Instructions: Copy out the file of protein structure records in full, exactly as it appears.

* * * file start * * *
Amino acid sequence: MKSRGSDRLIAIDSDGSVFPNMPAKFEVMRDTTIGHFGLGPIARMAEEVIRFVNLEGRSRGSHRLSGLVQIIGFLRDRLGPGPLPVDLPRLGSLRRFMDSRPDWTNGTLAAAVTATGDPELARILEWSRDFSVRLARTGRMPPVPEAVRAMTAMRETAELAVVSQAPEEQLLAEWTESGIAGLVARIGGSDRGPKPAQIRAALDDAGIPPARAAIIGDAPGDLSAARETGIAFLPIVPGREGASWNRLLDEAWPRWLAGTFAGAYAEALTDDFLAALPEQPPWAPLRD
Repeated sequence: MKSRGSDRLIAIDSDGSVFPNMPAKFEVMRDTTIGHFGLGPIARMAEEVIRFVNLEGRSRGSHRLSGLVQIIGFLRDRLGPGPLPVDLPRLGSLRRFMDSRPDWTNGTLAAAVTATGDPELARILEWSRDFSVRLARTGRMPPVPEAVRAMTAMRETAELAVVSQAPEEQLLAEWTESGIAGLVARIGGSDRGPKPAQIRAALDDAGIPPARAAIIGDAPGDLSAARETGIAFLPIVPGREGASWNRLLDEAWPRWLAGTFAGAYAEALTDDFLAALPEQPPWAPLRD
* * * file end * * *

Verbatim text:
Amino acid sequence: MKSRGSDRLIAIDSDGSVFPNMPAKFEVMRDTTIGHFGLGPIARMAEEVIRFVNLEGRSRGSHRLSGLVQIIGFLRDRLGPGPLPVDLPRLGSLRRFMDSRPDWTNGTLAAAVTATGDPELARILEWSRDFSVRLARTGRMPPVPEAVRAMTAMRETAELAVVSQAPEEQLLAEWTESGIAGLVARIGGSDRGPKPAQIRAALDDAGIPPARAAIIGDAPGDLSAARETGIAFLPIVPGREGASWNRLLDEAWPRWLAGTFAGAYAEALTDDFLAALPEQPPWAPLRD
Repeated sequence: MKSRGSDRLIAIDSDGSVFPNMPAKFEVMRDTTIGHFGLGPIARMAEEVIRFVNLEGRSRGSHRLSGLVQIIGFLRDRLGPGPLPVDLPRLGSLRRFMDSRPDWTNGTLAAAVTATGDPELARILEWSRDFSVRLARTGRMPPVPEAVRAMTAMRETAELAVVSQAPEEQLLAEWTESGIAGLVARIGGSDRGPKPAQIRAALDDAGIPPARAAIIGDAPGDLSAARETGIAFLPIVPGREGASWNRLLDEAWPRWLAGTFAGAYAEALTDDFLAALPEQPPWAPLRD